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Designing an online content plan

In this step, learners are presented with a case study of a small business requiring online content for a specific promotional task.
© University of Leeds

Sometimes, you need to create a content plan to respond to a specific brief. It might be for a client or customer, or for your own needs. Understanding the information provided in the brief enables you to respond with a comprehensive and well-thought-out content approach.

Here’s a case study for a small business who is looking for content for a specific promotional event. Read through the case study and then look at the questions and suggestions. Think about the issues raised in the brief and how you might respond to them creatively in a content proposal.

SleepySnores company logo

SleepySnores case study:

SleepySnores is a small business selling everything to do with bedtime and sleeping for babies and children under 11. Their products include: bedding; mattress protectors; blackout blinds; nightlights, bedtime stories; pyjamas; star projectors and cuddly toys, all selected to be beautiful as well as functional. They even have a professional sleep consultant, who can do online or in-home consultations for a price.
There’s a small showroom shop in a busy seaside town, but the majority of their business is done online via their own website. Their main target market is parents who want to spend their money a little on creating a quality, calm bedtime environment, so that everyone gets good sleep.
With the summer months just around the corner, they want to promote their range and services and create more customer leads.
They also want to offer an incentive available to new customers, or promotional hook to generate interest. This is the client’s initial suggestion:
We can offer a competition prize and a discount code for new customers and anyone who follows on social media.
These top line notes will form the basis for the final content proposal:

Who’s the target audience?

Think about where they’re most likely to be spending time online. For example:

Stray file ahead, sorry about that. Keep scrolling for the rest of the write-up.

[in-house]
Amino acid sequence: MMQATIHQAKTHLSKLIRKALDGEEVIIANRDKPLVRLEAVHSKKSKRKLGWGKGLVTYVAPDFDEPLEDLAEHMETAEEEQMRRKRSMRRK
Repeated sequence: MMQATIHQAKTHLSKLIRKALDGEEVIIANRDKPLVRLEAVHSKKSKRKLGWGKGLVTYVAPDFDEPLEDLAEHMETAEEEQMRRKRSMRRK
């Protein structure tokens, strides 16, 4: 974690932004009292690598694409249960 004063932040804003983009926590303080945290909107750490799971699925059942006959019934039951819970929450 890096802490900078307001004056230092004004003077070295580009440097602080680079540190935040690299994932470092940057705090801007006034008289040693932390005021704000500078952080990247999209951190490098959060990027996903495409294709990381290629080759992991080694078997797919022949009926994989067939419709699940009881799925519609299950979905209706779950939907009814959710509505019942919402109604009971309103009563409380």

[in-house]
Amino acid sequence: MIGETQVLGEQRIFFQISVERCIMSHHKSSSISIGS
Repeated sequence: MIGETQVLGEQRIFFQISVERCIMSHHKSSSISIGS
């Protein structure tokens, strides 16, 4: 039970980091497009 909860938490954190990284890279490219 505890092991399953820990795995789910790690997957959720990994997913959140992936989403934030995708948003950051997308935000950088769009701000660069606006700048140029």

• parenting blogs
  • lifestyle websites
  • Instagram.

What do you want them to do?

You want them to buy specific things, obviously, but also visit the website and find out more, such as:
  • sign up to a newsletter
  • get a special offer.

What sort of content do you need?

They need a mix of content for each type of platform. For example:
  • photos (product shots, mostly)
  • a few blog posts (maybe something about good sleep routines, or how to handle the clocks going forward to British Summer Time, or the calming power of certain colours)
  • some shorter posts that could go on Instagram with surprising facts about sleeping. Perhaps how long particular animals sleep for? How about a short video interview with a parent, perhaps a parenting blogger, about their night-time routine?

What kind of tone does this project need?

  • The tone needs to be friendly and calm. It needs to be helpful, like an experienced, understanding friend with great taste.

What does the content schedule need to look like?

It will be a four-week campaign, including:
  • a blog post every week on the main site
  • product shots and facts every day on instagram with captions about the luxury of good sleep
  • two guest posts on a lifestyle or parenting blog (video or text with photo gallery) tied into a competition to win a white noise machine
  • short activity on company website and instagram promoting discount code SUMMERSLEEP.

Do you agree?

  • After reading the above, do you think that the content plan is right for this case study?
  • Do you agree with the ideas about audience, content type and tone?
  • Was anything missing, in your opinion? What would you do differently?
Share your reflections on the plan in the Comments section.
© University of Leeds
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